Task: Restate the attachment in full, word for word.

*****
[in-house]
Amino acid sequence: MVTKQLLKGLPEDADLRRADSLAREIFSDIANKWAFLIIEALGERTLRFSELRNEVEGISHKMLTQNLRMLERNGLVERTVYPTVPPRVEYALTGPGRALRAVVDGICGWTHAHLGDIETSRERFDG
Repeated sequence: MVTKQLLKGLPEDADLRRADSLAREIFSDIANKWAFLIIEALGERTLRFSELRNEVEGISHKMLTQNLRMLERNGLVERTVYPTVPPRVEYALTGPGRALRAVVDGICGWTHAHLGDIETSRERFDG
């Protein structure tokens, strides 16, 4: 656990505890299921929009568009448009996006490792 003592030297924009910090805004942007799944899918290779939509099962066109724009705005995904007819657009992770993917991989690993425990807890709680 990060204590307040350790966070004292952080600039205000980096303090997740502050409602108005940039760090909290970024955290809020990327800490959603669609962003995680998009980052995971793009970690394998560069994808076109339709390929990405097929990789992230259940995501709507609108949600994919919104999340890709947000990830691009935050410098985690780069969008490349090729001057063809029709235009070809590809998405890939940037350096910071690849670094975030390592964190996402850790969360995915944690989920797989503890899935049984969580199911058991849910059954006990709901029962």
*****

[in-house]
Amino acid sequence: MVTKQLLKGLPEDADLRRADSLAREIFSDIANKWAFLIIEALGERTLRFSELRNEVEGISHKMLTQNLRMLERNGLVERTVYPTVPPRVEYALTGPGRALRAVVDGICGWTHAHLGDIETSRERFDG
Repeated sequence: MVTKQLLKGLPEDADLRRADSLAREIFSDIANKWAFLIIEALGERTLRFSELRNEVEGISHKMLTQNLRMLERNGLVERTVYPTVPPRVEYALTGPGRALRAVVDGICGWTHAHLGDIETSRERFDG
């Protein structure tokens, strides 16, 4: 656990505890299921929009568009448009996006490792 003592030297924009910090805004942007799944899918290779939509099962066109724009705005995904007819657009992770993917991989690993425990807890709680 990060204590307040350790966070004292952080600039205000980096303090997740502050409602108005940039760090909290970024955290809020990327800490959603669609962003995680998009980052995971793009970690394998560069994808076109339709390929990405097929990789992230259940995501709507609108949600994919919104999340890709947000990830691009935050410098985690780069969008490349090729001057063809029709235009070809590809998405890939940037350096910071690849670094975030390592964190996402850790969360995915944690989920797989503890899935049984969580199911058991849910059954006990709901029962």